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Java Socket Server


I have a Java process that is creating a listener on a TCP Socket using java.io.ServerSocket something like this (simplified):

ServerSocket server = new ServerSocket(4444,20);
server.accept();

The Java Process Fires off a Worker Thread when a Request Is Received and the Worker then sends a JSON string using java.io.PrintWriter and java.net.Socket:

PrintWriter out = new PrintWriter(clientSocket.getOutputStream());
out.println("JSON STRING");
out.flush();
out.close();
clientSocket.close();

I have simplified the Java code but this is essentially all it is doing.


.NET Socket Client


Next I have a .NET Application that communicates with the machine hosting this Java Process:

//Create Connection
Socket clientSocket = new Socket(AddressFamily.InterNetwork, 
                                 StreamType.Stream, ProtocolType.Tcp);
mySocket.Connect("192.168.1.102", 4444);

//Initialize Byte Buffer Larger than Expected JSON String and Read Bytes
byte[] receivedData = new byte[524288];
int numberOfBytes = clientSocket.Receive(receivedData, SocketFlags.None);
clientSocket.Close();

//Populate a new byte array of the exact size received with the received data
byte[] formatedBytes = new byte[numberOfBytes];
for (int i=0; i< numberOfBytes; i++)
{
    formatedBytes[i] = receivedData[i];
}

//Convert Byte Array to String & Output Results
Response.ClearContent();
Response.ContentType("text/plain");
Response.Write(new System.Text.ASCIIEncoding().GetString(receivedData));

My Issue is that for whatever reason, this implementation does not work when I attempt to send slightly larger JSON Strings over the Socket Stream. With small datasizes (under 2KB) I have successfully tested this implementation with over 100 Clients connecting and receiving data without any issues, however trying to increase the JSON String size to about 256KB results in the .NET Application truncating the results. Increasing the size of the byte buffer array does not help either - it seems as if the .NET application is dropping the connection before all the data is transmitted, or the Java Application is not sending the entire String using the PrintWriter.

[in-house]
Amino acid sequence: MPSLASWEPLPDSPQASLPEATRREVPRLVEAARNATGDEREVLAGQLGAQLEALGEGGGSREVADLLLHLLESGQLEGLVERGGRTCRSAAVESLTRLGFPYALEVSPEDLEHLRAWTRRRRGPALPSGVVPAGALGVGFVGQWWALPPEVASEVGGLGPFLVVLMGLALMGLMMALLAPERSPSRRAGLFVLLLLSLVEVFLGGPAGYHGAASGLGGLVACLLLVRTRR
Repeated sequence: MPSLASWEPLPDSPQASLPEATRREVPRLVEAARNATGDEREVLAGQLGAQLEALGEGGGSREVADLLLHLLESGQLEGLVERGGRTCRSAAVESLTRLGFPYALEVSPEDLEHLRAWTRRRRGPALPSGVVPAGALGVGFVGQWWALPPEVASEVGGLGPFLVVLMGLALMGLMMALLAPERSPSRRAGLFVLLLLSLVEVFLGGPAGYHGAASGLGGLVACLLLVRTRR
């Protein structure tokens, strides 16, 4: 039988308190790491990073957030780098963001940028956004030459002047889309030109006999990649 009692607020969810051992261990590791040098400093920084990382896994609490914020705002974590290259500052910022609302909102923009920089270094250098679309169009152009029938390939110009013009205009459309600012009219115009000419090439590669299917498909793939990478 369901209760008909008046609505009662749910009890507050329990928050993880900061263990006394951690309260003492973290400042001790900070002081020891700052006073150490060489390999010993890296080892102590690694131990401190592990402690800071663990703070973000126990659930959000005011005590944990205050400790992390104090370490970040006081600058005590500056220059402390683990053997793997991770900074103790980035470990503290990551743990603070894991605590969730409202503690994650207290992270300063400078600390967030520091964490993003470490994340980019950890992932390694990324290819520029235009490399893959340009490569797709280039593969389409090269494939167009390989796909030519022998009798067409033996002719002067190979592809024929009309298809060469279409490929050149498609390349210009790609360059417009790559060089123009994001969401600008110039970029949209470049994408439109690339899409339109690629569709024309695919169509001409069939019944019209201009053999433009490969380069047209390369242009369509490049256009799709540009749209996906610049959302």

Any insight into this issue would be greatly appreciated - I'll post any updates if I make any progress myself.


Here is the Solution I came to - Server Is Working Great Now! Thanks Again!


    byte[] receivedData = new byte[512000]; // 4 Meg Buffer

    Socket mySocket = new Socket(AddressFamily.InterNetwork, 
                               SocketType.Stream, ProtocolType.Tcp);
    mySocket.Connect("172.26.190.205", 4444);
    mySocket.ReceiveBufferSize = 8192;

    int numberOfBytesRead = 0;
    int totalNumberOfBytes = 0;
    do
    {
        numberOfBytesRead = mySocket.Receive(receivedData,totalNumberOfBytes ,
                            mySocket.ReceiveBufferSize,SocketFlags.None);
        totalNumberOfBytes += numberOfBytesRead;
    } 
    while (numberOfBytesRead > 0);
    mySocket.Close();

    byte[] formatedBytes = new byte[totalNumberOfBytes ];
    for (int i = 0; i < totalNumberOfBytes ; i++)